In concluding the meeting, participants reiterated the important role of UNCTAD in promoting cooperation among all relevant parties and encouraged further work by UNCTAD in this field. It also suggested that UNCTAD, along with likeminded partners will examine how new financial resources such as climate finance could be channelled to support sustainable freight transport. A concrete proposal was made for UNCTAD to act as a key partner in setting up a new Global Green Freight Forum.

B. Ad-Hoc Expert Meeting on Assessing Port Performance

UNCTAD held an Ad-Hoc Expert Meeting entitled “Assessing Port Performance” in Geneva in December 2012 to discuss ways to measure and compare the performance of seaports.

UNCTAD sought the guidance of experts on how to analyze if, and how, indicators could be developed that would help increase transparency in the area.

The meeting noted that performance measurements needed to find a balance between the data that would be “ideal” and the data that can realistically be obtained. Ports may be reluctant to share some of their data, both for commercial reasons and for fear of “misleading” results.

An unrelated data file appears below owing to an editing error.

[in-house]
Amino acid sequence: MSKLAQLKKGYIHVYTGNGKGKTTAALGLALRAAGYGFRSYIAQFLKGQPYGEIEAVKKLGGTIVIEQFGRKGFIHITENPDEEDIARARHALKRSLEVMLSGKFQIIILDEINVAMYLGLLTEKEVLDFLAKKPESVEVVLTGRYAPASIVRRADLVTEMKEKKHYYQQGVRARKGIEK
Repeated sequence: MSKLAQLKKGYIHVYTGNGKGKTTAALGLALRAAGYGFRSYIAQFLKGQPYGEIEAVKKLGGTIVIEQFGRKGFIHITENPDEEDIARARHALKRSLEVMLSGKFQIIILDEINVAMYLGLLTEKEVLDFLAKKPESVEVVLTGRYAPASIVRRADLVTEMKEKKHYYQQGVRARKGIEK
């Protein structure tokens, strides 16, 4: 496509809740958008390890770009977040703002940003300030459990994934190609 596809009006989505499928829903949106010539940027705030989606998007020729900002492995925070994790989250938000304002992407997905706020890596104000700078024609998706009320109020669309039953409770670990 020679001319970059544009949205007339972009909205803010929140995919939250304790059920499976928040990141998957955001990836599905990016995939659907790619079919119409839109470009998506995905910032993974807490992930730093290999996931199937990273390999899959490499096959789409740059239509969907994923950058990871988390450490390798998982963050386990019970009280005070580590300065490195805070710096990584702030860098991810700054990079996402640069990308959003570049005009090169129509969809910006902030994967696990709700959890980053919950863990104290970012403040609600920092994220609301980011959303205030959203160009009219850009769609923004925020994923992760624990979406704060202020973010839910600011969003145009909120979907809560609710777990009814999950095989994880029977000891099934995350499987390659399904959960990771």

The experts suggested the following steps (1) to make best possible use of the network of ports of UNCTAD Port Training Programme to pilot test the readiness of ports to share selected indicators, (2) to explore the definition of sample data series in cooperation with international/

regional organizations, (3) to concentrate primarily on data related to operational efficiency before including other possible contextual parameters and (4) to anticipate when building a compendium of data the possibility of including at a later stage contextual data on economic, social and environmental aspects.